to disuse atrophy as it is no longer stimulated. Thus preserving it by doing an immediate implant becomes necessary. (Jack Hahn 2010) The marked reduction in the height of the buccal bone crest, which is composed almost entirely of bundle bone, is easily affected by the elevation of surgical flaps. Therefore, there have been trials for placing implants into extraction sockets with minimal flap elevation or without the elevation of surgical flaps. (Len Tolstunov 2007) Very thin periodontal biotypes may be associated with narrow lamellar bone structures on the buccal aspect that seem to consist exclusively of bundle bone, consequently thin biotype individuals lose more bone than the thick biotype individuals, who have thicker socket walls with more bone quantity than bundle bone alone. Achieving esthetic success is suggested to be dependent on an ideal three-dimensional implant position, maintenance of an adequate buccal bone over the implant buccal surface, and tissue biotype. (Len Tolstunov 2007)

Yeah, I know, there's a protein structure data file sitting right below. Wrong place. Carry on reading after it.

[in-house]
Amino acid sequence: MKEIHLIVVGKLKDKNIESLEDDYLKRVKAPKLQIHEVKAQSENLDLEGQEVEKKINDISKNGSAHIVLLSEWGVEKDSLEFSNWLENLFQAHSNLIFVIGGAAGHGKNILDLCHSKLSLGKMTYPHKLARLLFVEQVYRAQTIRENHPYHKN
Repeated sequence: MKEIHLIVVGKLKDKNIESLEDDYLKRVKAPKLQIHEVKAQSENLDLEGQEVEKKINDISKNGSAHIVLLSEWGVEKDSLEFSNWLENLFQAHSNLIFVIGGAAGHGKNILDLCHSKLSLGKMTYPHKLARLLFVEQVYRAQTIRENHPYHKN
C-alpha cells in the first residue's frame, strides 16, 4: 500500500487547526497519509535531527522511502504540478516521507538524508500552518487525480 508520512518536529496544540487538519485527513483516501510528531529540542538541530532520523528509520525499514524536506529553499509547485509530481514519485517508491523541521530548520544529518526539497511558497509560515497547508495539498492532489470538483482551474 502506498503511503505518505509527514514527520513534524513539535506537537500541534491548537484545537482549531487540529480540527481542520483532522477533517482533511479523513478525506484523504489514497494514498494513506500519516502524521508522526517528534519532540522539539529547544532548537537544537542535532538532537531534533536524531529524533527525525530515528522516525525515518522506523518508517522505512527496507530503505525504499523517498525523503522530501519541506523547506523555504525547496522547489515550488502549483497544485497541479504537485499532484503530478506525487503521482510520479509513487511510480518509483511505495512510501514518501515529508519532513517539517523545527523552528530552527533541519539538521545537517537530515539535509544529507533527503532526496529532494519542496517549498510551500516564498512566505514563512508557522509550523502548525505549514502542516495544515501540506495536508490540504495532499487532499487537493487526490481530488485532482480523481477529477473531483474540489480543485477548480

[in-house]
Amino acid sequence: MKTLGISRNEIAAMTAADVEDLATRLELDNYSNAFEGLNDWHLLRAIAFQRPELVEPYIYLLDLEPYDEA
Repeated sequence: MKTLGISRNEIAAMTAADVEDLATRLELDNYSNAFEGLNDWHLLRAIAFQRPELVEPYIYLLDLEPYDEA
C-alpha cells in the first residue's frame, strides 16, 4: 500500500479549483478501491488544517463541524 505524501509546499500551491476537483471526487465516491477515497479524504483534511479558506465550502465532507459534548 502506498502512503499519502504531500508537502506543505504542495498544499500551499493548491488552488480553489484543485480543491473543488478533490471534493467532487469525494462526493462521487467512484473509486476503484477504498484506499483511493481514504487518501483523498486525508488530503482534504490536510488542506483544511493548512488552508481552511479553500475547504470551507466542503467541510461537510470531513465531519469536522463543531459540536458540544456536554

After the extraction is accomplished, buccal plate fracture, dehiscence or fenestration, in addition to the physiologic post-extraction alveolar bone resorption are common reasons to compromise implant placement later on, not to jeopardize the esthetic predictability. (Jack Hahn 2010) Therefore, if implants were to be placed into such compromised alveolar bone, a previous bone grafting procedure is mandatory or else immediate implant surface exposure will occur and hence further surgical procedures will be needed to cover the implant threads such as simultaneous bone grafting procedure .